Speaking at the Stockholm School of Economics in Riga in a barnstorming lecture, the former Mexican finance minister praised Latvia's path towards membership of the organization he has headed for eight years, but warned that important work still needed to be done.
"Estonia has been a member since 2010 and Latvia's accession was launched last year... I think we can do all the technicalities by the end of next year and leave the political issues for 2016 where through the year perhaps we can finish the process.
"It's an ambitious but realistic calendar and I have to say the Latvians have been exemplary in terms of their dedication, their commitment to the process," Gurria said.
The Latvians have been exemplary in terms of their dedication, their commitment to the process"
No problems were foreseen with Lithuania's likely invitation to start its own accession process from next year, he said.
"Latvia is now in the process, Lithuania is going to have decision taken next May or June which we're sure will be positive... eventually in 2017-8 we'll have the three Baltics as full members of the OECD."
The way Latvia has bounced back from an acute economic crisis in 2008-10 could serve as a useful example for other small countries wanting to join the OECD, Gurria told his audience.
However he also said legislation needed to be speedily introduced to improve the way state-owned companies are managed to ensure Latvia did not fall behind schedule.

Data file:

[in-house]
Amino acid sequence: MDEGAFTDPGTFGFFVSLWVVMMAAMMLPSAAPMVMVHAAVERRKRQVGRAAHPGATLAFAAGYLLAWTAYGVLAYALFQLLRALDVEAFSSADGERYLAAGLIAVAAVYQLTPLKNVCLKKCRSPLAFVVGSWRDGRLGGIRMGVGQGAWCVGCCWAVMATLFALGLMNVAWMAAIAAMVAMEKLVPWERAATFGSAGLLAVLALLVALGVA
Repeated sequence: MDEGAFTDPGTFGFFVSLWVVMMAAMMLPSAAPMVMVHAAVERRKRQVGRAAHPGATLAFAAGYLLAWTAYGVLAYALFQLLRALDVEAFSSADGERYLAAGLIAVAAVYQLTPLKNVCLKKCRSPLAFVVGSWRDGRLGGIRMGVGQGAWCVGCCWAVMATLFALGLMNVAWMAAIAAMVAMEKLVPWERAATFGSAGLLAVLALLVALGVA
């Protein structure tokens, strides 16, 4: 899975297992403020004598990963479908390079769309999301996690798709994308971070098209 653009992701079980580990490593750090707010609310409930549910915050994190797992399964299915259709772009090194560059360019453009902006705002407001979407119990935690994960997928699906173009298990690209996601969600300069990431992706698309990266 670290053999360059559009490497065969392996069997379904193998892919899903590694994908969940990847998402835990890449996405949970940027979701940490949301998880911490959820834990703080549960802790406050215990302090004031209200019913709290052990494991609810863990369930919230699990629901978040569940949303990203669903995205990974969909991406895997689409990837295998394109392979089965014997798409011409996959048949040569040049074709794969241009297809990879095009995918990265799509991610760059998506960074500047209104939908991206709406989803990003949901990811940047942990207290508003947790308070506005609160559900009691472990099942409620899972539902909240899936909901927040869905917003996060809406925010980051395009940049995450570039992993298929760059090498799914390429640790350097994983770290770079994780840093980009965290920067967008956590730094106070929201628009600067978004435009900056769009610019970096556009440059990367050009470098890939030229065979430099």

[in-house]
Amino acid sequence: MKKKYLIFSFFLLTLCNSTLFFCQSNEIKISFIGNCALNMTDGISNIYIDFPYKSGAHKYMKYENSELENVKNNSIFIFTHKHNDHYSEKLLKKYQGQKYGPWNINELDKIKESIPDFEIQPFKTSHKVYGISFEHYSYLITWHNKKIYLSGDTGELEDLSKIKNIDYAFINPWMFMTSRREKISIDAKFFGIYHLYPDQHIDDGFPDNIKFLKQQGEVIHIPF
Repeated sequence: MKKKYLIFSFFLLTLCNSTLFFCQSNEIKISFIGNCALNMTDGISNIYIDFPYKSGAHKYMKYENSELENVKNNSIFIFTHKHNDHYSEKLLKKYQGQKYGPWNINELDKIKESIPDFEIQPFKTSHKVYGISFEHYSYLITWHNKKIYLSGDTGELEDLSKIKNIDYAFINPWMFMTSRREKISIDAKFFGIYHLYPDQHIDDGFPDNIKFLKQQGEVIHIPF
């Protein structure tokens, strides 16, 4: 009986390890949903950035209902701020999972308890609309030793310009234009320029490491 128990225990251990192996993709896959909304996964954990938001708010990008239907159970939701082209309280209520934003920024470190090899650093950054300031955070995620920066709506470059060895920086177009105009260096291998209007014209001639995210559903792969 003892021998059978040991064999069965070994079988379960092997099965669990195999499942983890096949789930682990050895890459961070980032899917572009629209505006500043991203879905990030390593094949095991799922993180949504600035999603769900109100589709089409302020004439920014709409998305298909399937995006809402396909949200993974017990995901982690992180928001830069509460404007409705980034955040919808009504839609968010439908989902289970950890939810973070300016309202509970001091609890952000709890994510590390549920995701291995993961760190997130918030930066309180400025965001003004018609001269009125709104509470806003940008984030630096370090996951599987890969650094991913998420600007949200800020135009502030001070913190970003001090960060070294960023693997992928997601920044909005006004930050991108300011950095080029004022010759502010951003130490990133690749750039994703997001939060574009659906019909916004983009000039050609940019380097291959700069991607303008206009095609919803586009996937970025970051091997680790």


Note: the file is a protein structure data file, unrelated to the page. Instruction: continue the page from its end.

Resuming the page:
"It is practically without exception that this is one of the issues that is not only analysed but discussed and debated but it is typically one of the issues that is left to the very end of the case," Gurria said, citing the example of Slovenia where reforms were left "to the last second."
"It is a critical issue because there are 94 companies involved... We're not particularly religious about the ownership - what is important is that the companies work without any particular advantages or privileges, that there is a level playing field, that they are open to competition, that they are not monopolies and that they are managed profesionally," Gurria said.
Both Latvia and Lithuania look to have leapfrogged Russia's attempt to join the OECD after its accession hopes were put in limbo by its actions in Ukraine.
"We will continue the technical [work] but discussions about [Russian] accession and when they are reinstated are really going to be defined politically by our members. Clearly will require the situation on the ground to improve. When? I hope the sooner the better," Gurria told LSM after his lecture.